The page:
William Hill and Amaya confirm talks over merger that would create £5bn igaming giant.
The two companies could join forces to create a combined operation worth approximately £5.7bn.
In a statement, William Hill and Amaya said that talks were ongoing between the two parties, while according to the Daily Telegraph newspaper, the two groups began talking about a potential merger in July this year, just before news of the Rank-888 bid for William Hill came out.
“Over recent months, the board of William Hill has been evaluating options to accelerate William Hill's strategy of increasing diversification by growing its digital and international businesses,” the companies said in a joint statement.
“Amaya has been undertaking a review of its strategic alternatives since February 2016.
“The potential merger would be consistent with the strategic objectives of both William Hill and Amaya and would create a clear international leader across online sports betting, poker and casino.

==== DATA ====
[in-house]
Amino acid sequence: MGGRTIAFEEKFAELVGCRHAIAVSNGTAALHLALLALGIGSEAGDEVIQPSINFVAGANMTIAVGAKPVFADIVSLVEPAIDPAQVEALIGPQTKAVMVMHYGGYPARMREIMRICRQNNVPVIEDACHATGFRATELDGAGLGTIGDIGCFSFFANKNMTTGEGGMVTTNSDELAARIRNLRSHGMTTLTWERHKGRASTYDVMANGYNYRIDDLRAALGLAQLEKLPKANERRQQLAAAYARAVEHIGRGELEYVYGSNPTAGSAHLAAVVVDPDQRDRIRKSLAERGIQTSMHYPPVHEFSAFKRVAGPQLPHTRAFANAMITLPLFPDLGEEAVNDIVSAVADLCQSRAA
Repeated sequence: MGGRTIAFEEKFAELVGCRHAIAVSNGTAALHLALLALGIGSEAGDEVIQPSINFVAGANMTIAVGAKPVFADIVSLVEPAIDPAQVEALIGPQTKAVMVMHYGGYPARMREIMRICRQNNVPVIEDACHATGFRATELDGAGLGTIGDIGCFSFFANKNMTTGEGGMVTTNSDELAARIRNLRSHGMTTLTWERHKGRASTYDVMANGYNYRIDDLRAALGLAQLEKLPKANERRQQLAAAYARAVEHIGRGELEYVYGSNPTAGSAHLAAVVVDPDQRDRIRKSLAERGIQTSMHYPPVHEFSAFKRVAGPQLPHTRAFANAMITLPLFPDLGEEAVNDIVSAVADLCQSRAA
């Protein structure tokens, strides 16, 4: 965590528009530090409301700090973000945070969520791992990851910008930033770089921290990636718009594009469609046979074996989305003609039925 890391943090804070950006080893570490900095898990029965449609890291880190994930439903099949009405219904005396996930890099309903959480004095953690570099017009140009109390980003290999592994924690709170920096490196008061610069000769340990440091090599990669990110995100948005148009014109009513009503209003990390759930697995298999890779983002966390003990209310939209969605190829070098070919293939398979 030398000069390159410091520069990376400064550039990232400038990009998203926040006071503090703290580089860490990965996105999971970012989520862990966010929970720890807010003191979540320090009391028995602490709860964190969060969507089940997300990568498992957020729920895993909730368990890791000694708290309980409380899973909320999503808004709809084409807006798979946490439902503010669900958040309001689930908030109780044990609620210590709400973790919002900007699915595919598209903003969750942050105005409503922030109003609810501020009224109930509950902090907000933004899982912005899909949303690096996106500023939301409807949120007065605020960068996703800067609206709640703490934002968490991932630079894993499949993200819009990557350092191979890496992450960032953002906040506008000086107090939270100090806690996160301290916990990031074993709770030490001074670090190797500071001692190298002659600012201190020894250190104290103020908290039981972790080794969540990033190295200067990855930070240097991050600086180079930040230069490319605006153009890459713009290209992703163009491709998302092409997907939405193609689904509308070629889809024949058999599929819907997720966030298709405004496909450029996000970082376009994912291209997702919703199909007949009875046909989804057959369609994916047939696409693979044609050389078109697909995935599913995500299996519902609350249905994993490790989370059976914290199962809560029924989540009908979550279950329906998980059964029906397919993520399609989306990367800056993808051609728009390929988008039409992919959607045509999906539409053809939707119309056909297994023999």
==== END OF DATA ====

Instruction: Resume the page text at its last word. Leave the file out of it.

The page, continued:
“These discussions are ongoing and there can be no certainty that an agreement will be reached.”
The talks come after William Hill in July also held discussions with Rank Group and 888 over a potential deal that would see the latter two companies take full ownership of the bookmaker.
However, Rank and 888 pulled out of the proposed deal in August after William Hill said the offer put forward “substantially” undervalued its business.
According to analysts at Morgan Stanley, a William Hill-Amaya merger would lead to the largest online global online operator in terms of earnings before interest, tax, depreciation and amortisation (EBITDA), and second by revenue.
Morgan Stanley said a nil premium merger would create a UK-listed business with a market cap of £5.7 billion.
The report also said the deal could lead to significant revenue synergy potential, from using William Hill’s sports and casino expertise to leveraging Amaya’s poker customer base, which could be worth up to £180 million in EBITDA, if Amaya's gaming mix should reach 50% of revenues, like William Hill Online, without cannibalising poker.
However, Morgan Stanley did warn that the merger could increase leverage and exposure to unregulated markets, as well as various “high technical risks” and higher exposure to the poker vertical, which is already mature.